Filling in the business side of the puzzle

Understanding Enterprise Social Networking: Tapping into Collaboration and Knowledge Management

August 07, 2013 by Ruven Gotz

Enterprise social networking is not about “Facebook for the enterprise” and it’s not about using Twitter and Facebook for communicating with your customers. What it is about is enhancing your knowledge management and collaboration solutions by giving everyone access to the information inside people’s heads, no matter where in the world they sit or which department they belong to.

Social networking in the enterprise has great potential to enhance knowledge management and collaboration systems. But to understand what the true potential is, we need to clarify what we mean when we say “Enterprise Social Networking.” In my experience, there is a lot of confusion out there, with some IT executives feeling pressured to implement social tools when they don’t see the value.

What enterprise social is not

It’s not about having a corporate Twitter or Facebook account even though these accounts are great for marketing and for supporting and engaging with customers. Your organization should be invested here, gauging customer sentiment and delivering your messages to the world. Typically, it’s your marketing or communications groups that manage these accounts.

It’s also not about letting your staff tweet or post to Facebook while at work. This is a governance issue that organizations need to address with corporate policies. Many companies actively block access to social media sites to limit on-the-job distractions and potential security issues. However, don’t forget that an increasing percentage of your staff has access to these sites via their smartphones, so blocking social networks may not be the solution to the problem.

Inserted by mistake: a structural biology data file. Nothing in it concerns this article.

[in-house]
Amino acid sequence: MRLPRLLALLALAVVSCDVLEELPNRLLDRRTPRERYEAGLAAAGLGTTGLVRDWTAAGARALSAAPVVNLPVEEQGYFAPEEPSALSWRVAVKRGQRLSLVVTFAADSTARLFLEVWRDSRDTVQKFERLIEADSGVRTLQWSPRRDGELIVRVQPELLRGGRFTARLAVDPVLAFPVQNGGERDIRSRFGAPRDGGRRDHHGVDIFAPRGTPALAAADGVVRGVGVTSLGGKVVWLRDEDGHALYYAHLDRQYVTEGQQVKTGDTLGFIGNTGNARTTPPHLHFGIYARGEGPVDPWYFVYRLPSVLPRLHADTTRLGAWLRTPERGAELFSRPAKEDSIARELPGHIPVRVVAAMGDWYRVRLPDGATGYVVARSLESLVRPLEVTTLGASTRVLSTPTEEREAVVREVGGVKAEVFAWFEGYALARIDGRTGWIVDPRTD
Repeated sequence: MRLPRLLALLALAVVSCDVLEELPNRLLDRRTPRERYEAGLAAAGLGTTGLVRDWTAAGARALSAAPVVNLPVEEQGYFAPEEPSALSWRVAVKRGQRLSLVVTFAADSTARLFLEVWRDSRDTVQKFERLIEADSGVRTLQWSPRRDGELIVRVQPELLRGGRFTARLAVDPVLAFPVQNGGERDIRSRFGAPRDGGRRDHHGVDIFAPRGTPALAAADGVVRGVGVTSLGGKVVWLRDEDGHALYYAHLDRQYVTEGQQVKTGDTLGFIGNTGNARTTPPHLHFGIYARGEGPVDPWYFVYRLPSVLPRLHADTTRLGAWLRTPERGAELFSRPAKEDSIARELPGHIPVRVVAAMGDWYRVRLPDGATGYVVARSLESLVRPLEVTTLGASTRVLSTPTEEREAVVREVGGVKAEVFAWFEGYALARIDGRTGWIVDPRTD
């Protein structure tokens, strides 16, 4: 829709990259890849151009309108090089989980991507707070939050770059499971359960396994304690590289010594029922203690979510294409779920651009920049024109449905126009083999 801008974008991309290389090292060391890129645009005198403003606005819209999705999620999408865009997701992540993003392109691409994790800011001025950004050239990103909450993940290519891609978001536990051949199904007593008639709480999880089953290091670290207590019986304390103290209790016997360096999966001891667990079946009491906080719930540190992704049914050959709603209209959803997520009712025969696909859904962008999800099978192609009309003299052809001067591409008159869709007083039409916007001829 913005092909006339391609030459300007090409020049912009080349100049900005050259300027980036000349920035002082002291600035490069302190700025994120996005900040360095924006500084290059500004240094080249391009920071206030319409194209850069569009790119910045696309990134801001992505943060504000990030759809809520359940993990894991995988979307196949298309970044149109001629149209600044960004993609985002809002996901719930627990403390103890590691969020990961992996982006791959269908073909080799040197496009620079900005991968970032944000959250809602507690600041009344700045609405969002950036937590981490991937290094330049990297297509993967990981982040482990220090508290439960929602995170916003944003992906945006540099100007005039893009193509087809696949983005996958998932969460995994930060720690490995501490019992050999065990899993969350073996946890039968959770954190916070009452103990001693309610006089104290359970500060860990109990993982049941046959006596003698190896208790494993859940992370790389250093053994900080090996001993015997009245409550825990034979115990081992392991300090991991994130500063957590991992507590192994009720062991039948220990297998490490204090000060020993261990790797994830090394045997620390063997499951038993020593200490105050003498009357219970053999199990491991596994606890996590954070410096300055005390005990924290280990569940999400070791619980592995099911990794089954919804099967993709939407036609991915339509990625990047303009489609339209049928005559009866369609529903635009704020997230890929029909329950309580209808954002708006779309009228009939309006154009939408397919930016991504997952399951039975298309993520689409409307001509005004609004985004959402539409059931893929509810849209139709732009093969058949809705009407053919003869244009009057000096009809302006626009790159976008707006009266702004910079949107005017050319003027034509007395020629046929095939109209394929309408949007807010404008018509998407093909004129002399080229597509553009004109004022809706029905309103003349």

The true meaning of enterprise social networking

At its core, enterprise social is about implementing a platform for microblogging that is exclusively available to people within the organization. Microblogging means creating short posts (typically a short paragraph or two, occasionally longer) that can be read by anyone in the company, but which are targeted by keyword or communities of interest. Some executives worry about the idea of running an all-day water-cooler where people waste their time posting inappropriate content. However, in practice this is rarely what happens and it is relatively straightforward to control. If we compare microblogging to email and the telephone, we can see that these are all tools that could easily be abused for time-wasting activities, yet (almost) no-one advocates for their removal at work.

The value of enterprise social networking

Many companies invest heavily in their Knowledge Management solutions, designing elaborate tagging mechanisms and encouraging the uploading of valuable documents. However, as good as these systems are, the fact is that people are just not that good at searching and it can still be difficult to access just the right piece of information, assuming that procedures have been followed and the documents even make it into the repository.